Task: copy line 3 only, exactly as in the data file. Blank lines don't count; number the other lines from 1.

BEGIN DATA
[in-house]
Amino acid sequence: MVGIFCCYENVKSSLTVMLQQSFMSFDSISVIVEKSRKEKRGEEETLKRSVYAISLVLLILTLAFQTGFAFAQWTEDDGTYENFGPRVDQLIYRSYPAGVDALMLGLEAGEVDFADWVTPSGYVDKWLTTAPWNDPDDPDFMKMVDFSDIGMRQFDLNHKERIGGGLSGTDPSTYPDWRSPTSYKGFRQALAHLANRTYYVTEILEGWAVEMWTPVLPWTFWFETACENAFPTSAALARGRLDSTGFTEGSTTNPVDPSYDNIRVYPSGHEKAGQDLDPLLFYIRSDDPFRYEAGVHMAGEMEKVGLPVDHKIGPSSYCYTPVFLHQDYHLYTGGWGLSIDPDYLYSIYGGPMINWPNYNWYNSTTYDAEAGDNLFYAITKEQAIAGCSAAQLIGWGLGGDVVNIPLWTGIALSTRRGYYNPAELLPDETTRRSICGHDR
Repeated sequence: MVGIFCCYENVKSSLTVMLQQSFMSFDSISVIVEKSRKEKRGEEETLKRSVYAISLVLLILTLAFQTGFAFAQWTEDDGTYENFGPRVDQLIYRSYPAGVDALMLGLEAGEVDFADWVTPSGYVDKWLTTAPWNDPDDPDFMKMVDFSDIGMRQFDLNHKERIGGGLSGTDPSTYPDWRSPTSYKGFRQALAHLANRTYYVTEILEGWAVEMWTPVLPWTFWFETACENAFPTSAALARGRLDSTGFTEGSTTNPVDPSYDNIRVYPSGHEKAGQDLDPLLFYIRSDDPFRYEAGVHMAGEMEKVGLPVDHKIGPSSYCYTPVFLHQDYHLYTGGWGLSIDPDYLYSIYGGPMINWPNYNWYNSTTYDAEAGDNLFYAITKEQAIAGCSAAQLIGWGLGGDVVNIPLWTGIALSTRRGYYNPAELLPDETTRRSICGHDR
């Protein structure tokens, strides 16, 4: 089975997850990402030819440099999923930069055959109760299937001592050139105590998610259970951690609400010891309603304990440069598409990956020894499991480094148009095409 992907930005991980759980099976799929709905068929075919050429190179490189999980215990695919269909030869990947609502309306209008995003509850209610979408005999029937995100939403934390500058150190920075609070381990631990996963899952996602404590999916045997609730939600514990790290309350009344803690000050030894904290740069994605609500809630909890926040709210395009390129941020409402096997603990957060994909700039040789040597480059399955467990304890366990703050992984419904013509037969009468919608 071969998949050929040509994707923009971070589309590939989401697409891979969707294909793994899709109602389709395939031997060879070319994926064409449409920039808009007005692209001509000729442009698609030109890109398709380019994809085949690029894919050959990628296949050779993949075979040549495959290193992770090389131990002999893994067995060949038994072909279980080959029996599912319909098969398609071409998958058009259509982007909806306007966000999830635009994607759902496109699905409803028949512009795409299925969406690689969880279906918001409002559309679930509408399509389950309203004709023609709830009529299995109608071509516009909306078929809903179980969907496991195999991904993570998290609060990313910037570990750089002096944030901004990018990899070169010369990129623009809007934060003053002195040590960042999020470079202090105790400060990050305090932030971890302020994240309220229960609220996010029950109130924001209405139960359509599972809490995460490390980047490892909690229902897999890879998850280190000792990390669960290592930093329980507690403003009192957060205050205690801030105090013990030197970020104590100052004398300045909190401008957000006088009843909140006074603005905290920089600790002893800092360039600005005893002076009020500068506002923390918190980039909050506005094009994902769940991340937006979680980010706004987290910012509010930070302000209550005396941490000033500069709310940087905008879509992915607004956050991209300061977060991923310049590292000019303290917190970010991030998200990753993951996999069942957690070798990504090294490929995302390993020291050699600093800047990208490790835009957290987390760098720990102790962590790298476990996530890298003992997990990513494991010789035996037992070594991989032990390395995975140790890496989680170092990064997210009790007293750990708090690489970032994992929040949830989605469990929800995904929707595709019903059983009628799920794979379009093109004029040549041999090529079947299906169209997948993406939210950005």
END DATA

Repeated sequence: MVGIFCCYENVKSSLTVMLQQSFMSFDSISVIVEKSRKEKRGEEETLKRSVYAISLVLLILTLAFQTGFAFAQWTEDDGTYENFGPRVDQLIYRSYPAGVDALMLGLEAGEVDFADWVTPSGYVDKWLTTAPWNDPDDPDFMKMVDFSDIGMRQFDLNHKERIGGGLSGTDPSTYPDWRSPTSYKGFRQALAHLANRTYYVTEILEGWAVEMWTPVLPWTFWFETACENAFPTSAALARGRLDSTGFTEGSTTNPVDPSYDNIRVYPSGHEKAGQDLDPLLFYIRSDDPFRYEAGVHMAGEMEKVGLPVDHKIGPSSYCYTPVFLHQDYHLYTGGWGLSIDPDYLYSIYGGPMINWPNYNWYNSTTYDAEAGDNLFYAITKEQAIAGCSAAQLIGWGLGGDVVNIPLWTGIALSTRRGYYNPAELLPDETTRRSICGHDR